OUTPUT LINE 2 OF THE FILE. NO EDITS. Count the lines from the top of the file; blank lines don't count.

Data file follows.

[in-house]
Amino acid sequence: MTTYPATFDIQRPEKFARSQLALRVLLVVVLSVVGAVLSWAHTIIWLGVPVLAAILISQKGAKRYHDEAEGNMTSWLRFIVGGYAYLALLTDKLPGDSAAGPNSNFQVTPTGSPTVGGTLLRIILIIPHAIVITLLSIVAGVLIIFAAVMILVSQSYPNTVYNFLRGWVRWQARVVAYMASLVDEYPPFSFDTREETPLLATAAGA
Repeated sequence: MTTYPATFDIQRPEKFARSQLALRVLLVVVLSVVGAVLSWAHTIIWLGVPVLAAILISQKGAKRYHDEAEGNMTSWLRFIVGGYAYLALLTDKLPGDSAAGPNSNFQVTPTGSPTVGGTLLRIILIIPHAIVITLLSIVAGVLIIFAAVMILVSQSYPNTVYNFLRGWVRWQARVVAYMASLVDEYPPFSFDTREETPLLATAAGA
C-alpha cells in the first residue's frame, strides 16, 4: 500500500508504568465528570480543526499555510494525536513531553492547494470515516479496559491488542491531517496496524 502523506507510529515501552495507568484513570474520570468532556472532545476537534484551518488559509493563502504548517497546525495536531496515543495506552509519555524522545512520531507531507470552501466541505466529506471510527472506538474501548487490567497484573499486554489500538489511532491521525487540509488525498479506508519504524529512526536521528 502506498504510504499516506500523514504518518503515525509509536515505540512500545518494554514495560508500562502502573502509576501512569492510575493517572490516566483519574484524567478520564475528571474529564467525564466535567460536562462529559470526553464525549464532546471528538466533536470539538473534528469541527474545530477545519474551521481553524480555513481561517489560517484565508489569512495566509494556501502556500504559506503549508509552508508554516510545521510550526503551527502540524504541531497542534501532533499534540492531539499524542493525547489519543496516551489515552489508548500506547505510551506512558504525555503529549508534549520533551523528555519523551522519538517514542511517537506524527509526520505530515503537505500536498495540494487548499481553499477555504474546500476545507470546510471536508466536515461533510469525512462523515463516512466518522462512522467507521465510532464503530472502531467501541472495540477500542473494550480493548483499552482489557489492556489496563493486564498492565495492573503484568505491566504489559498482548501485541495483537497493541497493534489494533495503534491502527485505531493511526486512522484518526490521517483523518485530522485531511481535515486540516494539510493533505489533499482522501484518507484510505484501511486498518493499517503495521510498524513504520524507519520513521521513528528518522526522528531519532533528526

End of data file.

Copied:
Amino acid sequence: MTTYPATFDIQRPEKFARSQLALRVLLVVVLSVVGAVLSWAHTIIWLGVPVLAAILISQKGAKRYHDEAEGNMTSWLRFIVGGYAYLALLTDKLPGDSAAGPNSNFQVTPTGSPTVGGTLLRIILIIPHAIVITLLSIVAGVLIIFAAVMILVSQSYPNTVYNFLRGWVRWQARVVAYMASLVDEYPPFSFDTREETPLLATAAGA